All things Mega Man

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frogbeastegg
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Re: All things Mega Man

Post by frogbeastegg »

Help a newbie out? I've been wanting to get into the Mega Man platformers since discovering the world with the original Battle Network on GBA. After years of looking, wishing, then avoiding, I picked up Mega Man 11 at launch and had a blast finishing it on one of the easier settings. Picked up the legacy collections for my Switch and, while I liked what I dabbled with, I never managed to achieve much because I couldn't settle on which game to learn the basics with. There's so many varied opinions out there I've got a list of candidates rather than one title which calls to me.

I've been furloughed, so I'm trying to make something positive out of this Corvid-19 crisis. What better chance will I have to deal with my hazy "I wish ..." gaming list? I will benefit from having shorter games from different genres to play alongside my usual RPG/adventure/strategy/JRPG fare. Keeps things fresh.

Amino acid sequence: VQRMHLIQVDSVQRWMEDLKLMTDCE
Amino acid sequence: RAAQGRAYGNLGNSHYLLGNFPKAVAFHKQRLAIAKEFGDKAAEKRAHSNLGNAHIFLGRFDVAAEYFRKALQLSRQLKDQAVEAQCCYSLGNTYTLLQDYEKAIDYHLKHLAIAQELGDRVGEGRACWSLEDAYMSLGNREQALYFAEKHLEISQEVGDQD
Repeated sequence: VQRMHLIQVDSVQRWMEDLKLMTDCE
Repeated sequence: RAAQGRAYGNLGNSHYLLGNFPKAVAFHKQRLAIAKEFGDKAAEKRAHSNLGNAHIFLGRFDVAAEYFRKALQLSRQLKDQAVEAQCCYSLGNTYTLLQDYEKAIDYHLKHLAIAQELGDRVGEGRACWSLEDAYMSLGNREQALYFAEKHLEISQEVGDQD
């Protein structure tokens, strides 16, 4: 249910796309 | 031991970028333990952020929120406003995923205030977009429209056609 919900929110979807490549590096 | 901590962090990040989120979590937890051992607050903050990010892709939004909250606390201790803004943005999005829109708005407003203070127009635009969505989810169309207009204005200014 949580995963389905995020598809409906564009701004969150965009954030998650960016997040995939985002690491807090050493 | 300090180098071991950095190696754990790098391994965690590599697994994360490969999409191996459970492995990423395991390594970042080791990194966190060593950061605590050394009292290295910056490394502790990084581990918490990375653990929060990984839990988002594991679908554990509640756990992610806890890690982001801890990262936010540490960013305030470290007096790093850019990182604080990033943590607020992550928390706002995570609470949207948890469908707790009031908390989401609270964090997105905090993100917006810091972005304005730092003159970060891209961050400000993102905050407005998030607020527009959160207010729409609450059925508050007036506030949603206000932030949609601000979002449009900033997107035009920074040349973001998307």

The potential candidates:
Mega Man 2. Great music and generally appealing levels, but some rough edges. Losing e-tanks on gameover and being able to run out of ammo for the specific weapon which works on certain late-game bosses gives me an anxiety complex.
Mega Man 1. I like the heart which it exudes. Famously tough and occasionally unfair due to jankiness.
Mega Man 3. The other popular favourite but somehow it doesn't spark joy when I try a level or two.
Mega Man 11. I already know that I like it, the feature set is well designed to help newbies learn, the difficulty settings provide a hill to climb, except it could teach habits which won't transfer to any of the other games e.g. speed gear and weapon wheel reliance.
Mega Man X. Exploration is closer to my usual gaming choices! Health bar extensions to find! Super popular! But it's very different in play-style.

My goals are: